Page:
I’ve talked to adults in their 40s and 50s that can’t remember anything that happened in the classroom
when they were in fourth or fifth grade, but they can talk with exquisite detail about something that
happened on the baseball field or basketball court. Sports has the potential to actually change the
trajectory of the kids’ lives, so I don’t think we can overstate how important sports can be…if it’s done
the right way.
We encourage parents and coaches to talk with their kids about things that happen on the field or on
TV. The good things that happen and the bad things that happen both can be teachable moments. Say
something negative happens. Well, that’s an opportunity to have a conversation with your child about it.
“What did you think about it? Was that honoring the game? Was that good sportsmanship?”
It can be an incredibly rich conversation. I can’t be all I can be without a worthy competitor to push me.
We should look at our competitors as gifts that cause us to get better.
Liberty Mutual and Positive Coaching Alliance decided last year for the first time to really highlight the
really breathtaking and inspiring moments in youth sports across the country. So, together they picked
the top 10. It’s really hard for me to pick the best, but one I really like happened it Ohio.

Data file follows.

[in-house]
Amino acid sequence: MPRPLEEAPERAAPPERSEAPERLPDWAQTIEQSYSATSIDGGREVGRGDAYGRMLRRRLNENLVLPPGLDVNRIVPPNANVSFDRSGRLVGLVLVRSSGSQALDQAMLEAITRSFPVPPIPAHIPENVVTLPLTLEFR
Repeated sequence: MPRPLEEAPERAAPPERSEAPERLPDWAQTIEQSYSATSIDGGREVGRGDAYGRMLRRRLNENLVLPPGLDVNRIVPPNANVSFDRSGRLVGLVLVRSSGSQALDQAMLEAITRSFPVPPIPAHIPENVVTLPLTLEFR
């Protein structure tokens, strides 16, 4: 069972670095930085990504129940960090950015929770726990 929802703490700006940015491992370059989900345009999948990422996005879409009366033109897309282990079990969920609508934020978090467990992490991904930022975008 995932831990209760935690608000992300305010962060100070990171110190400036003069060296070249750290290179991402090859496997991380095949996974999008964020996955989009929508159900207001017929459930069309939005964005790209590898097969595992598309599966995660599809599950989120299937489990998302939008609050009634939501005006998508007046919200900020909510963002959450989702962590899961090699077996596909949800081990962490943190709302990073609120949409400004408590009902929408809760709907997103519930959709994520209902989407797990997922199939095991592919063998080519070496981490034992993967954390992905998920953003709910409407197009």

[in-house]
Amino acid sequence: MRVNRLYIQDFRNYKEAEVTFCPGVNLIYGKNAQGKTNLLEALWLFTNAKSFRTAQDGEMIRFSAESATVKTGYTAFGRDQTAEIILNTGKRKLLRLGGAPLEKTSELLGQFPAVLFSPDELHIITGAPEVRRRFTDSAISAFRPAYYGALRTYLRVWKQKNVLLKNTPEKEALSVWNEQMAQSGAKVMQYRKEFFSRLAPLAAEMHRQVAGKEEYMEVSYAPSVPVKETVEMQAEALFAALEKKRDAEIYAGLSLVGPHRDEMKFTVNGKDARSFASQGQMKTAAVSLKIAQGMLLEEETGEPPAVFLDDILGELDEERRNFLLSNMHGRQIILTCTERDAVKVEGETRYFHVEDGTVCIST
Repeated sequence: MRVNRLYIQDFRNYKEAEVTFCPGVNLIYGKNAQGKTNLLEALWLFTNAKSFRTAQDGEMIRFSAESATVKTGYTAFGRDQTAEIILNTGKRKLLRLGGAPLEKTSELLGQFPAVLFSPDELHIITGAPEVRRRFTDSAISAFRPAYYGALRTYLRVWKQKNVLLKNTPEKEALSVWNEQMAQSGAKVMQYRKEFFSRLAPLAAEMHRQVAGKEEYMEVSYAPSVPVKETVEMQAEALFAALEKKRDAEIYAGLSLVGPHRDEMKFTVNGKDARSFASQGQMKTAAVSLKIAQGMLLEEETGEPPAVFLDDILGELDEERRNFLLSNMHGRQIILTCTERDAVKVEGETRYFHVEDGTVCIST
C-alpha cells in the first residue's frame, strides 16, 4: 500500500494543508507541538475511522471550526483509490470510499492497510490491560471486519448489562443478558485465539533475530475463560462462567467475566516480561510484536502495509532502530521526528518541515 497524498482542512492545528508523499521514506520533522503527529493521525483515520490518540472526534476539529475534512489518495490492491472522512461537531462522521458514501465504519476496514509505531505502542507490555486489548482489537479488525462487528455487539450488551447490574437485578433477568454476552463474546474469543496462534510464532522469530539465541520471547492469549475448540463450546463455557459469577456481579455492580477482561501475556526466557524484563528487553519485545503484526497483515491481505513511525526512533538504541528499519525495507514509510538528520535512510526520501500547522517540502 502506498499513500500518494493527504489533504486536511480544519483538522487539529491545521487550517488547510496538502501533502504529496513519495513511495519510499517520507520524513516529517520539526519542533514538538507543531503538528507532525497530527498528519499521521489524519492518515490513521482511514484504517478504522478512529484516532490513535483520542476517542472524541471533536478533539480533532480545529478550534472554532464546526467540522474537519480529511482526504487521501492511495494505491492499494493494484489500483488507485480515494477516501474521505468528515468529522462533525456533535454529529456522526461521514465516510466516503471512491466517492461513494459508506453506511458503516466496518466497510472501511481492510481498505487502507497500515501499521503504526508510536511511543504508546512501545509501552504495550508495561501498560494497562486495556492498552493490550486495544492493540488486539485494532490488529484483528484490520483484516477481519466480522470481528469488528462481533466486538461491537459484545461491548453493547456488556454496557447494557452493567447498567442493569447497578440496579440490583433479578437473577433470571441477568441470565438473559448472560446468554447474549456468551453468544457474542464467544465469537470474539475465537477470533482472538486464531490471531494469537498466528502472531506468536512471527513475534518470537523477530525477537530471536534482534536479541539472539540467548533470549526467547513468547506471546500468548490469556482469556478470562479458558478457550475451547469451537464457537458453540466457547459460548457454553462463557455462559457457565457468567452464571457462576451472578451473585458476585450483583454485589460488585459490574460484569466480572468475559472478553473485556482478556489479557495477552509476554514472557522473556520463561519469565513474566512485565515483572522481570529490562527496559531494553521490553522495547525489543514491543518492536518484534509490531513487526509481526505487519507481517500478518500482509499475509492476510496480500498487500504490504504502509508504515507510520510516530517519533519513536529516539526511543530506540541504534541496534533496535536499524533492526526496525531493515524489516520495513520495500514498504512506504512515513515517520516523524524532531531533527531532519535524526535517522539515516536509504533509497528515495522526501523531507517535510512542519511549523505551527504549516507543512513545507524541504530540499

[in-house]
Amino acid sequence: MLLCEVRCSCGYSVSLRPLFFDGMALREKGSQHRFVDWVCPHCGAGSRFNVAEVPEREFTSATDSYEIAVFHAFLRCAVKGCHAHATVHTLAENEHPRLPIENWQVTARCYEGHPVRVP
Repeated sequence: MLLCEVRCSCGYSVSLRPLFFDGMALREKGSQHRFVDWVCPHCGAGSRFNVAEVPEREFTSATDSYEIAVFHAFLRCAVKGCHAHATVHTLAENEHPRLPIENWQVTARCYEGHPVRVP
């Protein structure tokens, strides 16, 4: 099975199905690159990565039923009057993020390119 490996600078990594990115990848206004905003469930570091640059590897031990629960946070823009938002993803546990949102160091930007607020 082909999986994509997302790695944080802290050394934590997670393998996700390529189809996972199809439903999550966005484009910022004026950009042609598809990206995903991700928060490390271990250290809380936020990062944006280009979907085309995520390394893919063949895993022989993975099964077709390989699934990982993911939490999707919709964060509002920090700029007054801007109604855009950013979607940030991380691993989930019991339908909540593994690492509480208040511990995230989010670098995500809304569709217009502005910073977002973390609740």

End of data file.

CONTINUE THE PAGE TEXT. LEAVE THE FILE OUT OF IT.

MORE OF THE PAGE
Meghan Vogel gave up her opportunity to win a state track meet. She ran for West Liberty Salem High
School and was one of the top runners in the state having one the 1600 meters championship earlier in
the day. Arden McMath, a competitor, was having heat problems and almost collapsed. Megan had a
chance to win, but gave it up to help Arden across the finish line.
There are examples like that at www.responsiblesports.com.
Another example is Queen Creek High School in Arizona where members of the football team realized
a young woman was being bullied, and the team adopted her. They had her sit with them at lunch and
protected her from being bullied. Bullying is a problem all across the country and athletes in high school
have the ability to get involved with an anti-bullying campaign.
When you focus on a kid’s strengths rather than his or her weaknesses, you actually get different
I liken it to a house plant. If you go away for a weekend and you don’t have anybody come in to water
your house plant, the plant will be in trouble. Kids need the equivalent of sunlight and water. That
equivalent for kids is positivity. Positive recognition is thanking them for their contributions. Relentless
positivity I can actually change the trajectory of the kids life.
Transcribed from Jim Thompson, Executive Director of Positive Coaching Alliance
About Jim Thompson:
Jim Thompson is founder and Executive Director of Positive Coaching Alliance, a non-profit formed at Stanford University with the mission to create a movement to transform the culture of youth sports so that all youth athletes have a positive, character-building experience. For more than 10 years, Jim was director of the Public and Global Management Programs at the Stanford Graduate School of Business, where he also taught courses in leadership and non-profit issues. US News named Stanford’s Public Management Program the top nonprofit business management program in the nation in 1992.
Jim’s available on Tuesday, December 18th from 7-11am ET, and we’d love to set something up. He can do phone interviews, or if you’d like video, we’ll have a camera onsite. We’re happy to send you embed code if you’d like to send in some questions.